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Wearing someone else's scrubs: The comfortable cotton of the road not taken

In a family full of doctors, I always thought I'd be one too. But gradually I realized I'd have to go my own way


Mary Laura Philpott
April 3, 2019 9:00PM (UTC)

Several years ago, when I went on vacation with my parents, brother and sister-in-law — doctors, all of them — a pair of medical scrubs got mixed up in my laundry and came home in my suitcase. Since then, I’ve slept in the baggy blue garments at least a couple of nights a week, and I’m here to tell you, they’re more comfortable than any pair of pajamas I’ve ever owned. I should give them back, I guess. But the cotton blend is so smooth. Plus, the drawstring waist makes for easy on-and-off, handy when it’s time to change into something else.

Changing into something else isn’t always easy.

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I thought I’d be a doctor. They say “if you can see it, you can be it,” so I assumed I’d be what I’d grown up seeing. In our family, people wore stethoscopes around their necks like scarves. When I was little, my grandfather watched me weaving friendship bracelets out of colorful string and said, “surgeon’s hands.” At 16, I watched through an observation window as my dad made surgical incisions on a patient’s head. I think the idea was to determine whether I could handle the gore. I could handle it. Blood is blood.

Following someone else’s path is easier — at least at first — than figuring out the other paths that might exist. No wonder I declared myself pre-med when I arrived at college. But after contrasting the misery of Chemistry 101 with the joy of Introduction to Poetry, I knew. I had probably always known. I knew it when I wrote knockoff fairy tales in kindergarten and asked my dad to “publish” them on the hospital Xerox machine. I knew it when I preferred diagramming sentences in middle school to dissecting frogs. This kid wasn’t meant for cutting up bodies; she was meant for stitching sentences together. Away from my family for the first time, I could finally see who I was — and wasn’t.

I became not a doctor, but a writer. And I discovered the excitement of forging human connections through words and the comfort of turning chaos into order on the page. Learning from more advanced writers and mentoring younger ones, I made a career I love.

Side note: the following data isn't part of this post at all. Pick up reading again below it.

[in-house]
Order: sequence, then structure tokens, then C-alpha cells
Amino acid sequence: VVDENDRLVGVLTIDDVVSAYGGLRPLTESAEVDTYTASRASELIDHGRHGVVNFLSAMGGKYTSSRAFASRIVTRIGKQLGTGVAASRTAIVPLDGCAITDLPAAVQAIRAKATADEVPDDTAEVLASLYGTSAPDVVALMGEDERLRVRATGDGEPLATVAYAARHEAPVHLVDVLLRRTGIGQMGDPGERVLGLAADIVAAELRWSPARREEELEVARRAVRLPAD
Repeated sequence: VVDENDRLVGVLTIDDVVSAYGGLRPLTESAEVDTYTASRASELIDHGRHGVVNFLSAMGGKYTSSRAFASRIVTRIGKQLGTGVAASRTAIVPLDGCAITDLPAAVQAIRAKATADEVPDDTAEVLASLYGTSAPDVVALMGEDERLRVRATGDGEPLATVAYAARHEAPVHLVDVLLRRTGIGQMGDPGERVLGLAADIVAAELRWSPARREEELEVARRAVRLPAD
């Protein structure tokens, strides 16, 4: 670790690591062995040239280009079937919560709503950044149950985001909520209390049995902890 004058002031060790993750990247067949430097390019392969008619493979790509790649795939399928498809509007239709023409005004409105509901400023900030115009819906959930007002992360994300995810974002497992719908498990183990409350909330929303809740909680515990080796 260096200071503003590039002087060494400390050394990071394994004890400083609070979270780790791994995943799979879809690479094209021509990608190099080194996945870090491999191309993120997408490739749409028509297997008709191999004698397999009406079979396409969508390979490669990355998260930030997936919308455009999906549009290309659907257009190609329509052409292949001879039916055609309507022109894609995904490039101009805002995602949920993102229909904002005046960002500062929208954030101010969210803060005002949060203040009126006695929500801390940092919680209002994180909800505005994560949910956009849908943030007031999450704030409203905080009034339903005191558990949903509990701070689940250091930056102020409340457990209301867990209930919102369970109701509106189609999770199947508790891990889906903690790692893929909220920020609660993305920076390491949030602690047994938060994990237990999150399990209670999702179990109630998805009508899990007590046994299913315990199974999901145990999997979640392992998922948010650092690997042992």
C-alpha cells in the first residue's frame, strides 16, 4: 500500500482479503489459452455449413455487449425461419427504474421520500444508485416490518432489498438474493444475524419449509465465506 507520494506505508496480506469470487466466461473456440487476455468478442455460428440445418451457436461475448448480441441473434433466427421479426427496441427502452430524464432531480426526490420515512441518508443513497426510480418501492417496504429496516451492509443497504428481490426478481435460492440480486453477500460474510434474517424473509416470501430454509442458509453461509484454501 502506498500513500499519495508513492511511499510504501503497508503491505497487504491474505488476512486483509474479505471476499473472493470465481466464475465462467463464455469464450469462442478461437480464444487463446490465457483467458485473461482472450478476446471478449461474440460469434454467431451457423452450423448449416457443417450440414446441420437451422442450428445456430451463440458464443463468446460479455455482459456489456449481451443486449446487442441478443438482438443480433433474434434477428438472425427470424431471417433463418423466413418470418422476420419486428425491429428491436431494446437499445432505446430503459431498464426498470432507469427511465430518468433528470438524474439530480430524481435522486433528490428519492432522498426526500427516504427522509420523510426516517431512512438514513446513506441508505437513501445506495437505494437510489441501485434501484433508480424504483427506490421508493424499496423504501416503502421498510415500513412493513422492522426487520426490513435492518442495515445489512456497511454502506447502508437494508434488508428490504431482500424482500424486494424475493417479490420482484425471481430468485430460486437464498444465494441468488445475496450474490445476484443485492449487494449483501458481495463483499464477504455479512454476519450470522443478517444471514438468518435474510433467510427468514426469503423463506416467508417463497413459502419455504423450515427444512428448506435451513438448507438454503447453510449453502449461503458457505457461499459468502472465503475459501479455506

Sometimes, especially after deleting a whole chapter and starting over for the tenth time, I think about the physician’s life I didn’t live and I feel wistful. But mostly I feel euphoric, in a near-miss way. Like I dodged a bullet. Or a scalpel.

I don’t set out to deceive anyone when I get out of the shower at the end of the day and put on my scrubs. But neither do I correct the delivery person when he hands over the pizza I’ve ordered instead of cooking dinner. He looks at my blue outfit and says, “Worked a long day, huh?” Yes, pizza guy, I did. I performed complicated surgery on a story. I almost gave up, but in the end I think I saved it. I’m proud.

Maybe you have some piece of clothing from another time in your life, a stage that was or wasn’t. If you’ve thought of throwing it away in a Kondo-inspired fit of organization, might I suggest you wait? Hold onto it, and be grateful for what it represents. I keep these scrubs — this uniform of my alternate universe — because they remind me of the almost-version of myself, the person who might have been had my younger self made different choices. I’m so glad she never existed.

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Mary Laura Philpott

Mary Laura Philpott is the author of "I Miss You When I Blink: Essays." Her writing has been featured in print or online by The New York Times, The Washington Post, The Los Angeles Times, McSweeney’s, The Paris Review, and other publications. She’s the founding editor of Musing, the online magazine of Parnassus Books, as well as an Emmy-winning cohost of the show "A Word on Words" on Nashville Public Television. She also wrote and illustrated the humor book "Penguins with People Problems," a quirky look at the embarrassments of being human.

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